Starting with the pond itself, we must understand that a healthy pond is not a pond free of aquatic plants. Aquatic plants and algae serve important roles in the wetland/pond system. Plants are primary producers and the basis for the food chain. Plants store carbon and oxygenate the water. Plants filter and accumulate nutrients. Aquatic plants provide structure and refuge for wildlife. A pond that lacks aquatic plant life is NOT HEALTHY. Management goals will determine which species of plants and the densities of plants that should be in the pond. Identify the species of plants in your pond, and investigate the value of those species for wildlife. This information will allow you to determine which plants are welcome and which are weeds. Managers looking to supplement their ponds with desirable aquatic plants will find a considerable collection offered by plant vendors. However, if you plan to add plant species, make sure the species is native and unlikely to become an invasive nuisance.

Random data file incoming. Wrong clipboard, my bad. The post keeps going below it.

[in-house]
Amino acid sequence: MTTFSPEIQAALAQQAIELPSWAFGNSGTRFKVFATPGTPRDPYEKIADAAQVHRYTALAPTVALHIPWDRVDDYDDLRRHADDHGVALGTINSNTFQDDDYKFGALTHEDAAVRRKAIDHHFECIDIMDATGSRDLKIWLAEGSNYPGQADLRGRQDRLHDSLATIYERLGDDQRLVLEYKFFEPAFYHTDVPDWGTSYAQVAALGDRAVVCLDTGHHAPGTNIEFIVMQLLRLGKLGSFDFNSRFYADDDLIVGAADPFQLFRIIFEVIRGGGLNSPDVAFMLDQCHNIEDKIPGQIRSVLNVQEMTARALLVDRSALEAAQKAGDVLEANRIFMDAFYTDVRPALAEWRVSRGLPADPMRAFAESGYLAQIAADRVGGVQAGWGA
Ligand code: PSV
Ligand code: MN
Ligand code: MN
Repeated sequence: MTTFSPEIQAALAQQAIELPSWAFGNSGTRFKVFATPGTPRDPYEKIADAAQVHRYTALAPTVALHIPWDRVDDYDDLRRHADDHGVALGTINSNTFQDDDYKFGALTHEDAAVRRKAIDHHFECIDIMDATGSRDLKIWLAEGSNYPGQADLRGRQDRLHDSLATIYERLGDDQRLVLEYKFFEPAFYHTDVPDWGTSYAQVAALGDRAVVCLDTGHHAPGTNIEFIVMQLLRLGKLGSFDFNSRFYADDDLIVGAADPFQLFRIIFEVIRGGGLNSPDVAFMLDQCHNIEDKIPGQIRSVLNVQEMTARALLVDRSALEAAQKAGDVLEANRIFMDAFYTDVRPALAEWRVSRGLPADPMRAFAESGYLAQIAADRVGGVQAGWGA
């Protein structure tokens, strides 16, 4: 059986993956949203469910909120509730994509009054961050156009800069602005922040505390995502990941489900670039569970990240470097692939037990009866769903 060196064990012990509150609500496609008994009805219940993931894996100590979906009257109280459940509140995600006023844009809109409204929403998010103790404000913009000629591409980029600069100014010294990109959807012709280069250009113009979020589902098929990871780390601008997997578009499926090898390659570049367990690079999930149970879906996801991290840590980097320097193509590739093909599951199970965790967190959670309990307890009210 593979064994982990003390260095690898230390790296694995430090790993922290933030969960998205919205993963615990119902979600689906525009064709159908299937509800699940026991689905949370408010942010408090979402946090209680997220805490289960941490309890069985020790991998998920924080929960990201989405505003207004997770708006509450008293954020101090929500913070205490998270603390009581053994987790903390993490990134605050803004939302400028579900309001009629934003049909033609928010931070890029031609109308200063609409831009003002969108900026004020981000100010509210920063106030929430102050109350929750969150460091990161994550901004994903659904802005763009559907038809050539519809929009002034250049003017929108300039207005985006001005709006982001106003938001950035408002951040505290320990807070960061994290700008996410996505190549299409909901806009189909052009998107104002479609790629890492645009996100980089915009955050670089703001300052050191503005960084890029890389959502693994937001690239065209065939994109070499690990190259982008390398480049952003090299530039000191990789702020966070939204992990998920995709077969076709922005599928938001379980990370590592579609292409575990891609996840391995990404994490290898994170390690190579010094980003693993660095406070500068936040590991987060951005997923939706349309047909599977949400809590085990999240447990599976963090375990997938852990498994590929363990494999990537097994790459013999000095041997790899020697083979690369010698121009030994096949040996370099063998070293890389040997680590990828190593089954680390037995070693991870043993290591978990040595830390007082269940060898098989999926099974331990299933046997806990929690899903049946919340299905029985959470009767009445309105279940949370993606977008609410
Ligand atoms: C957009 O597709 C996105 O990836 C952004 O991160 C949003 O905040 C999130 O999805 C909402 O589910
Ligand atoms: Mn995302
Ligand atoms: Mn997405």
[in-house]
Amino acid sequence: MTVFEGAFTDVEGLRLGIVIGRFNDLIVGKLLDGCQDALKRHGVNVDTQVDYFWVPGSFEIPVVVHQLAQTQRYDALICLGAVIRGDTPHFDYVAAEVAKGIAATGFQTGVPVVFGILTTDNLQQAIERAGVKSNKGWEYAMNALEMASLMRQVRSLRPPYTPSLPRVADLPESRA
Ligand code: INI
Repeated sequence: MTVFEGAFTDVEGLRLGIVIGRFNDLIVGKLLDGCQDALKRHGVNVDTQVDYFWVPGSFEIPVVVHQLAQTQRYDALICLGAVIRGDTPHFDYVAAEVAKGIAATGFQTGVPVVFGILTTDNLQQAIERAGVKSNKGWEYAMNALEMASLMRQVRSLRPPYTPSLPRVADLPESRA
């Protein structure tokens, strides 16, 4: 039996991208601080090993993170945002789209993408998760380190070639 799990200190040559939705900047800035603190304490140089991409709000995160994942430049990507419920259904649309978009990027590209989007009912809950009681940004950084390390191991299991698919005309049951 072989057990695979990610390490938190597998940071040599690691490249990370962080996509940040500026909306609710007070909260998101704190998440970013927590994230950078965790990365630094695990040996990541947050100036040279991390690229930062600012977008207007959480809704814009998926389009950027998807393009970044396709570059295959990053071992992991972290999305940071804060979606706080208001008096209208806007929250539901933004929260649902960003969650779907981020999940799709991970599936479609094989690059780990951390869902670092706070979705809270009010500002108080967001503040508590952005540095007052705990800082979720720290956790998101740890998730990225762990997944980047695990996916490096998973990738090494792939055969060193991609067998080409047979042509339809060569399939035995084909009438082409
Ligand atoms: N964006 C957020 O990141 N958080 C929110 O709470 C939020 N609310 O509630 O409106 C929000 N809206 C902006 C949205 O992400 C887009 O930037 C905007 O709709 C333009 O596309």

Moving from open water toward the shoreline, we encounter the “emergent” zone. This zone is comprised of a gradient from shallow waters to moist soils. This zone is capable of supporting a diverse plant community and, thus, a diverse wildlife community. Broadleaf herbaceous plants, grasses, sedges, and rushes abound in this zone if allowed. These areas, when vegetated, provide food resources, escape cover, loafing cover, thermal cover, travel cover, nesting cover, and brooding or nursery cover for numerous species of wildlife. They also serve as a final filtration system for runoff water before it reaches open water. The importance of this zone to the habitat value of your pond cannot be overemphasized.